Whether you live in the city or out in the country, chances are you’ve experienced inclement weather at some point. The problem with living in an urban area is that it can be difficult to prepare for everything that might come your way. From sudden snowstorms and sleet to 3 inches of snow and ice pellets, these unexpected occurrences can wreak on your home and yard. From burrowing animals to falling trees, the threat of this type of weather is real.
Well, if you’ve never seen three inches of snow, then you might be wondering what three inches of snow is. This is a pretty random number, but it’s actually a very common amount of snow for the average winter storm in the United States. There is no set amount of snow that is “normal”—there is no “normal” amount of snow.
But, on average, there are somewhere between 2.5 and 3 inches of snow in most parts of the country. In some parts of the country, there may simply be only a trace amount of snow on the ground, while in other areas it could stick around for a few weeks.
How do you know it’s a three-inch snowfall?
The amount of snow that falls during any one day is not always the same as the amount of snow that falls on any other day. For example, we could have a day when only one or two inches of snow falls, while a few days later we could get three inches of snow. This is because the atmosphere is full of different kinds of weather and the amount of snow that falls on any given day depends on what is happening in the atmosphere at that time.
If the atmosphere has a lot of cold air, it will make the areas where the snow falls colder and cause the snow to stick around for a little longer. If you live in a warm part of the country, like the Southwest, it could get so cold that the snow can actually freeze on the ground again!
What do you need to survive 3 inches of snow?
If you are lucky enough to get through three inches of snow without any problems, then you are one lucky snow-eater. But, if you find yourself getting into a bit of trouble with snow, then you need to make sure that you have all the tools you need to get through it. First and foremost, you need to have a method for melting snow. This could be a large, outside snow melting pot, a snow melt pot in a greenhouse, or a solar water heater.
Next, you will need to have some sort of insulation. If you live in an area that regularly gets snow, then you need to have some way of insulating your home. There are several ways that you can do this. You can insulate your home with blankets, towels, or old clothes.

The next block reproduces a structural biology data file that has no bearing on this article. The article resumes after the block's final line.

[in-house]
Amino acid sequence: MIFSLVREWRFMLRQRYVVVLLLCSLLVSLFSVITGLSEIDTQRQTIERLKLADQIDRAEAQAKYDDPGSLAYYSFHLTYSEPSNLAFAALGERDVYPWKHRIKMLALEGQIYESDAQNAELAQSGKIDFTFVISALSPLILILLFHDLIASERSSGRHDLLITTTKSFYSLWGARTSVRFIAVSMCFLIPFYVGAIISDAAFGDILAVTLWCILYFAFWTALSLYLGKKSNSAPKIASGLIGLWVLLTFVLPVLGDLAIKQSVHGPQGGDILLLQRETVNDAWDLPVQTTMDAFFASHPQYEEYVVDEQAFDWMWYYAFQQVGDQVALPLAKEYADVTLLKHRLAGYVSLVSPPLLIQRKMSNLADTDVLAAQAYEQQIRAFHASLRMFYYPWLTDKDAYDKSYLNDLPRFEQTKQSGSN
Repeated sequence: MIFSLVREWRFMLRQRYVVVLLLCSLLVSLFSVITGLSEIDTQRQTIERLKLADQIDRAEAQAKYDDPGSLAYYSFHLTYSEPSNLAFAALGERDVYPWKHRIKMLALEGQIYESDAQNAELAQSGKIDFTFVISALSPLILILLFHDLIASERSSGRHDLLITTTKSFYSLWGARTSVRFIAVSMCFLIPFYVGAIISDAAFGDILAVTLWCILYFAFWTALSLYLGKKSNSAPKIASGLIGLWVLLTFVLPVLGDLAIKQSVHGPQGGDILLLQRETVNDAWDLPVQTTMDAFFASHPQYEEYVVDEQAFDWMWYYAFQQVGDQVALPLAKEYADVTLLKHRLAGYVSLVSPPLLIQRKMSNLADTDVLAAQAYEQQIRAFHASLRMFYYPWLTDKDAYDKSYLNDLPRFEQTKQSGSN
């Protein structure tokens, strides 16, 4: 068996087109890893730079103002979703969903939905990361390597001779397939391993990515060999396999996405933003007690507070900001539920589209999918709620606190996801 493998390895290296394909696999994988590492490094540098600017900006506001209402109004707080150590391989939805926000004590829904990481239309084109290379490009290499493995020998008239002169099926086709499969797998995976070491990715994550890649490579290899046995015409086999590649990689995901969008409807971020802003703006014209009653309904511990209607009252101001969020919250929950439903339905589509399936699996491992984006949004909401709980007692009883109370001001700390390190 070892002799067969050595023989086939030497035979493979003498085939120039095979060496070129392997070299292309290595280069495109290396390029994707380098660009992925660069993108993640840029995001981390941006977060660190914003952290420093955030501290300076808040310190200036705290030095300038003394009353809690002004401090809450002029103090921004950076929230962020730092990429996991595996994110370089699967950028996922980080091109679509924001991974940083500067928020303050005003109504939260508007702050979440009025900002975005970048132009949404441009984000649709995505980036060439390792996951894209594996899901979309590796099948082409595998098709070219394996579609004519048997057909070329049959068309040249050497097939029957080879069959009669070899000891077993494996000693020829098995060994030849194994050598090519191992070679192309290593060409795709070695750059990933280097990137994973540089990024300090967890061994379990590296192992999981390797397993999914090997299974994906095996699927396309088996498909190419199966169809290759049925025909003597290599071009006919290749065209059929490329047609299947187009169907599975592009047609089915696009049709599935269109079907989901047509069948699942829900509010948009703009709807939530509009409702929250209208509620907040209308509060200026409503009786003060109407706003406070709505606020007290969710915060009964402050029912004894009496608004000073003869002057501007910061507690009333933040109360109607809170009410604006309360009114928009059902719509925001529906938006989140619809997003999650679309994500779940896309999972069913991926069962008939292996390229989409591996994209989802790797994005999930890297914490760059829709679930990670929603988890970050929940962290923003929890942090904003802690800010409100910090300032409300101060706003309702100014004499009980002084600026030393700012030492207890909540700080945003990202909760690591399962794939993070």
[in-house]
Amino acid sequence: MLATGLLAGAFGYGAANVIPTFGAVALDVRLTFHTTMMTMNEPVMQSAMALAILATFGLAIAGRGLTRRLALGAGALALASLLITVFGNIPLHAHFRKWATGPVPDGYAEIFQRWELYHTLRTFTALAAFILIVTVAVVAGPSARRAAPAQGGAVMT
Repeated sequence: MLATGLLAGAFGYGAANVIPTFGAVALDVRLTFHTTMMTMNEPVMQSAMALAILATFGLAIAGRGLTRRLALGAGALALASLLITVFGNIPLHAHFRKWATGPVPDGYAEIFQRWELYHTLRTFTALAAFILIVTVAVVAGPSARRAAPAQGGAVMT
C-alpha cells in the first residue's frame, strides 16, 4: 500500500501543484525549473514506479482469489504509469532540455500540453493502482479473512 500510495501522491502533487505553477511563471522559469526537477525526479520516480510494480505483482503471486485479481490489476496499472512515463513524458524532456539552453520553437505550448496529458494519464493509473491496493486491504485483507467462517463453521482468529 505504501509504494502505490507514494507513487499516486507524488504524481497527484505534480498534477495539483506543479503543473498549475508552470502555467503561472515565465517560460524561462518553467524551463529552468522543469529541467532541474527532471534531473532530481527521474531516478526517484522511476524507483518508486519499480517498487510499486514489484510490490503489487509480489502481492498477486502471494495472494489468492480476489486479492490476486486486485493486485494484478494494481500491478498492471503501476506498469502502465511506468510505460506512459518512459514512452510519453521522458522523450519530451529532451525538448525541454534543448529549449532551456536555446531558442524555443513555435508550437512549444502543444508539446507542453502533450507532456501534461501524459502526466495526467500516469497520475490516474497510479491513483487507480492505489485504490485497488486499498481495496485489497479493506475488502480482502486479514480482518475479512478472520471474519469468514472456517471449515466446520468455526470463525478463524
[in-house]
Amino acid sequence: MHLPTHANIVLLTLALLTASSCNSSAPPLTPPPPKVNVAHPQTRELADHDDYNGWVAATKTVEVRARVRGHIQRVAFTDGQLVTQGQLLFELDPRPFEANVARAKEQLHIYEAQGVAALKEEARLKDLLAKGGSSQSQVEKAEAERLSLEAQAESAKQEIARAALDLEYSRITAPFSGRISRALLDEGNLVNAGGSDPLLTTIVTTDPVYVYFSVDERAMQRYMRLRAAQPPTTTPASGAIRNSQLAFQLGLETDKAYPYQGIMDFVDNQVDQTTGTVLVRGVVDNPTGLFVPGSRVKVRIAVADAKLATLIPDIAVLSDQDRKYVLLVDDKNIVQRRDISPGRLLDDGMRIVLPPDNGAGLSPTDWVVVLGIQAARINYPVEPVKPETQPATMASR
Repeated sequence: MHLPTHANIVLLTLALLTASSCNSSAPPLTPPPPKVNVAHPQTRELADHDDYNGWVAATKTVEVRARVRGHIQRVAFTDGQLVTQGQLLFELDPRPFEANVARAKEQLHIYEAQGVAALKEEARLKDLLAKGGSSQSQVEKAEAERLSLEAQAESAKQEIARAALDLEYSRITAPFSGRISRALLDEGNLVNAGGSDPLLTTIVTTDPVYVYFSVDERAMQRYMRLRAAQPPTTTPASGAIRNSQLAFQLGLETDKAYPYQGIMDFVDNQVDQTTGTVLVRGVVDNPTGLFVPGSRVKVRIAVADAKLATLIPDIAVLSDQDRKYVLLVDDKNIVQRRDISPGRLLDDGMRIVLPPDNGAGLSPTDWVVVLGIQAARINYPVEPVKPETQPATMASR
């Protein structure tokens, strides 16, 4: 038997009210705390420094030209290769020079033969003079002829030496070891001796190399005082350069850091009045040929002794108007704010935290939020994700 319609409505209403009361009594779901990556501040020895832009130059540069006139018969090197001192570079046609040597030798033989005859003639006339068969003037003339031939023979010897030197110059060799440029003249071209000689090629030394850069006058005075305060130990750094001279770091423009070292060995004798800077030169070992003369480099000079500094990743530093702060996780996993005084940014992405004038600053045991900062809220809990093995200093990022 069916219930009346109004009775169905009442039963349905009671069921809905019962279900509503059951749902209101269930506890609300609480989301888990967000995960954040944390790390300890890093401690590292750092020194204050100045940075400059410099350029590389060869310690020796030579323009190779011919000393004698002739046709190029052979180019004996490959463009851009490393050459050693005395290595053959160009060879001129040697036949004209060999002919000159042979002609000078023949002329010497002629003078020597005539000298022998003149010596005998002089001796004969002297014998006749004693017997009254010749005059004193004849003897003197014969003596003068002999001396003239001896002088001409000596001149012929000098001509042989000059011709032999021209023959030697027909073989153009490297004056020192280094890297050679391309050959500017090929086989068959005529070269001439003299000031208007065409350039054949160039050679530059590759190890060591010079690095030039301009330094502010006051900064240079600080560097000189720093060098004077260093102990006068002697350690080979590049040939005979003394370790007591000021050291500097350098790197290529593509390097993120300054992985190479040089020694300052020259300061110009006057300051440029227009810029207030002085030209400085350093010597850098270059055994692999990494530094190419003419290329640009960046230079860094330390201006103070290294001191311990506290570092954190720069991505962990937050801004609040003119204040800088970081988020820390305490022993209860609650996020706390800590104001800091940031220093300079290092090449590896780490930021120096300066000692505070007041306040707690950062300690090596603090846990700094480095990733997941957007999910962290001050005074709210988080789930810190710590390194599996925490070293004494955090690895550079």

You can install a foam insulation product, or you can use an old-fashioned plaster of Paris board. Keeping your home warm also keeps you safe, so you should make sure you have a reliable heating system.
Keep your cars clean
Many people are under the impression that they can simply park their cars in the garage and ignore the issue of keeping their vehicles clean. Unfortunately, this is not the case. If your car gets dirty, you simply have to clean it with a hose and a sponge. Make sure you don’t leave the sponge in one spot and instead swipe it throughout the car while washing.
Even though you may be able to park your car in the garage and leave it there, that doesn’t mean that the rest of your home isn’t affected by the same weather conditions. If you live in an area that is prone to inclement weather, it’s a good idea to install storm drains and gutters in your yard.
These systems are especially helpful in colder months when snow and ice build-up on the roof of your home. Gutters also help divert rainwater away from your yard, keeping it out of the ground and away from your plants.
Clear sidewalks and driveways
When it comes to clearing snow from sidewalks and driveways, it’s important to remember that the entire area should be cleared of all snow and ice. Doing so keeps your walkways and driveways clear of ice, which can cause serious damage to your vehicle.
In addition to clearing your sidewalks and driveways, you should also clear the sidewalks and driveways of any parked vehicles. Keeping these areas clear can help prevent icy surfaces that can cause damage to vehicles and pedestrians.
Keep a shovel handy
Keeping a shovel handy can come in handy in a variety of situations. If you have a tree that is close to falling on your roof or a branch that is threatening to fall from a nearby tree, a shovel can help you get it off the roof and away from the rest of the house. Similarly, a shovel can also be used to push a buried car back into the garage if it’s buried in snow.
Stop feeding the animals!
If you still feed your pets despite the fact that there is a danger of inclement weather, you may want to think about reconsidering that practice. It’s important to remember that animals are highly sensitive to changes in their environment, including changes in the weather.
This can make an animal more likely to act aggressively and/or wander away from its home. Feeding your pets removes food that could have been fed to humans, leaving them more vulnerable to the elements.
Stay warm and dry
If you live in an area that gets a lot of snow, it’s important to stay warm and dry. Make sure that you have enough water in your home to keep you and your family hydrated during inclement weather. You should also invest in some thermal insulation to help keep you and your family warm during the colder months.
Don’t forget about the plants
Last, but not least, it’s important to remember that plants will be especially vulnerable to inclement weather if you ignore them. A common misconception is that because plants are outside, they are somehow immune to the threats posed by inclement weather. This is simply not the case. Make sure that you are protecting your plants with a watering system during inclement weather.